Although both men and women could be professional musicians, certain instruments were thought to be more appropriate for one gender or the other. Since men marched in military parades and moved about more freely in public generally, the horns and the larger lyres were appropriate to them. Women and girls played the smaller lyres, the harp, and the aulos (reed pipe). The wife of Ktesibios, the inventor of the organ, may have given concerts on it. Hetairai were hired to play the aulos and chelys (a type of lyre) at men's drinking parties, while psaltriai (literally "pluckers") played the harp at parties for women; certain melodies and instruments, such as the aulos, lute, and chelys, were associated with erotic love. The barbitos (another type of lyre), the pektis (a type of harp), and the Lydian harp were popular instruments for women, and after the fourth century b.c.e., the lute-like trichordos or pandouros appeared in the arms of women. The tympanos (drum), kymbala (cymbals), and other percussion instruments were most often played by female worshippers of Dionysus, the Great Mother, and other deities connected to fertility and fecundity.

Female Poets.

It was the job of the pythia, priestess of Apollo at the Oracle in Delphi, to interpret the divine prophecy of Apollo for the pilgrim, and she did so by chanting the god's words in hexameter verse. While this chanting is not proper poetry, it is one indicator that women had a powerful poetic voice in ancient Greece, even though Homer's professional bards were men, not women. Between the sixth and the third centuries b.c.e., however, some of the most famous female poets and musicians make their entrance. None came from Athens, perhaps because women's lives were much more restricted there than in other places. All were highly educated and well-to-do. Sappho, born around 612 b.c.e. on the island of Lesbos, is the most famous of a group of women poets whose work survives: Korinna, Erinna, Nossis, and Anyte. Sappho's poetry was autobiographical, personal, and often erotic. She wrote passionately about the power of Aphrodite, the Muses, and the Graces. She was an innovative poet, setting the rhythms of her native Aeolic dialect of Greek to new melodies; her form of lyric monody (solo singing), which has been called by scholars the "Sapphic stanza," was meant to be sung to musical accompaniment. Sappho is depicted in vase-painting holding the barbitos, and she mentions lyre and harp-playing in her poetry. In addition to monody, Sappho also wrote compositions for choral performance. Fragments of her partheneia (maiden-songs) and epithalamia (wedding-songs) survive, albeit without musical notation. Her choral works were performed by separate groups of dancing young men and women. Admired not only by her contemporary male poets, but generations of poets coming after, Sappho was a vivid portrayer of women's emotions:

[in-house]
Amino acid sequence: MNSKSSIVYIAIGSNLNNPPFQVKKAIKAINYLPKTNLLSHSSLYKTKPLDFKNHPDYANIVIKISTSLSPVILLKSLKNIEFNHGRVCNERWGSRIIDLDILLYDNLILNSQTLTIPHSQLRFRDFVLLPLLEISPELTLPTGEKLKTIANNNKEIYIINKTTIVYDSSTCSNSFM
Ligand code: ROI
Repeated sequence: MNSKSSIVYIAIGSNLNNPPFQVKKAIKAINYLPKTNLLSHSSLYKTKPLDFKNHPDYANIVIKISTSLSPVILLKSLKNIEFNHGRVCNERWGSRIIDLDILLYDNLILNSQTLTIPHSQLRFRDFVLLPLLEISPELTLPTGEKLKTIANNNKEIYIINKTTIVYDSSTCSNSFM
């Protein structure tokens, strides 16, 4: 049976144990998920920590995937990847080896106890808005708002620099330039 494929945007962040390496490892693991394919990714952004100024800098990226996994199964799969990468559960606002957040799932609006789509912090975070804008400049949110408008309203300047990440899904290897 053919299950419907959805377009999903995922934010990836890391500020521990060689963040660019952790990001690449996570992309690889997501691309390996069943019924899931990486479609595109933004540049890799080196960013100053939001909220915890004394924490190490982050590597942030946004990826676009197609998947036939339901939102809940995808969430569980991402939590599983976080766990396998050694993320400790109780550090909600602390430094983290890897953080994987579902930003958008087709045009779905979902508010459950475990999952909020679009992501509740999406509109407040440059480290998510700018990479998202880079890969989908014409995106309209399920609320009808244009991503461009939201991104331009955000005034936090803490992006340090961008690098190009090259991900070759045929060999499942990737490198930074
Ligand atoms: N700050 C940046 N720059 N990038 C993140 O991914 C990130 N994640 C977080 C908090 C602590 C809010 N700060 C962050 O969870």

Once again that loosener of limbs, Love,
bittersweet and inescapable, crawling thing,
seizes me.

Very little is known about the other Greek women poets and only small fragments of their poems survive. The traveler Pausanias (second century c.e.) reported that Korinna of Boeotia beat Pindar—a very important male lyric poet of the fifth century b.c.e.—more than once in poetry competitions. Praxilla, another fifth century poet, was famous for her scolia ("drinking-songs"). Of Roman women poets almost nothing is known, despite the fact that in Rome women's social status was better than in Greece. Sulpicia (first century b.c.e.) was the only Latin female poet whose work survives to any degree, because it was included in a book of poems by Tibullus, a male friend.

Types of Music for Women.